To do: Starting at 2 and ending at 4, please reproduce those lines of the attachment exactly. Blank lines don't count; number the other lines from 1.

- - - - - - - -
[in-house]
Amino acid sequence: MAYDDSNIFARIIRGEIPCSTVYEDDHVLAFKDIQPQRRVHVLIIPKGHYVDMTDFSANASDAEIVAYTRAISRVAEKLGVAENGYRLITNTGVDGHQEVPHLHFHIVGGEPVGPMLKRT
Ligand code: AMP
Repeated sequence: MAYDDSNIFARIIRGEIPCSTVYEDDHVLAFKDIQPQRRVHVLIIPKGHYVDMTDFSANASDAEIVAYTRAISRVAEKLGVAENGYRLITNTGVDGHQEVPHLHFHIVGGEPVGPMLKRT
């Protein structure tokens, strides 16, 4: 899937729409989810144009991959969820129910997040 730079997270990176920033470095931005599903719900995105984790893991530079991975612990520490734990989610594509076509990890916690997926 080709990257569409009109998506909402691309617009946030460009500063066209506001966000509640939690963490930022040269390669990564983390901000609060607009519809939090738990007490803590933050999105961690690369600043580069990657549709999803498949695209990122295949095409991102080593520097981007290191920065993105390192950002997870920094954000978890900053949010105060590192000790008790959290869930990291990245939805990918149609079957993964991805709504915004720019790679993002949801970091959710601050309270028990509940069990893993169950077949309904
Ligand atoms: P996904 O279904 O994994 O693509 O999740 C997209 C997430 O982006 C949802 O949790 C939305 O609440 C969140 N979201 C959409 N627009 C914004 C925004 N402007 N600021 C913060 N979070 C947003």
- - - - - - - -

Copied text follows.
Amino acid sequence: MAYDDSNIFARIIRGEIPCSTVYEDDHVLAFKDIQPQRRVHVLIIPKGHYVDMTDFSANASDAEIVAYTRAISRVAEKLGVAENGYRLITNTGVDGHQEVPHLHFHIVGGEPVGPMLKRT
Ligand code: AMP
Repeated sequence: MAYDDSNIFARIIRGEIPCSTVYEDDHVLAFKDIQPQRRVHVLIIPKGHYVDMTDFSANASDAEIVAYTRAISRVAEKLGVAENGYRLITNTGVDGHQEVPHLHFHIVGGEPVGPMLKRT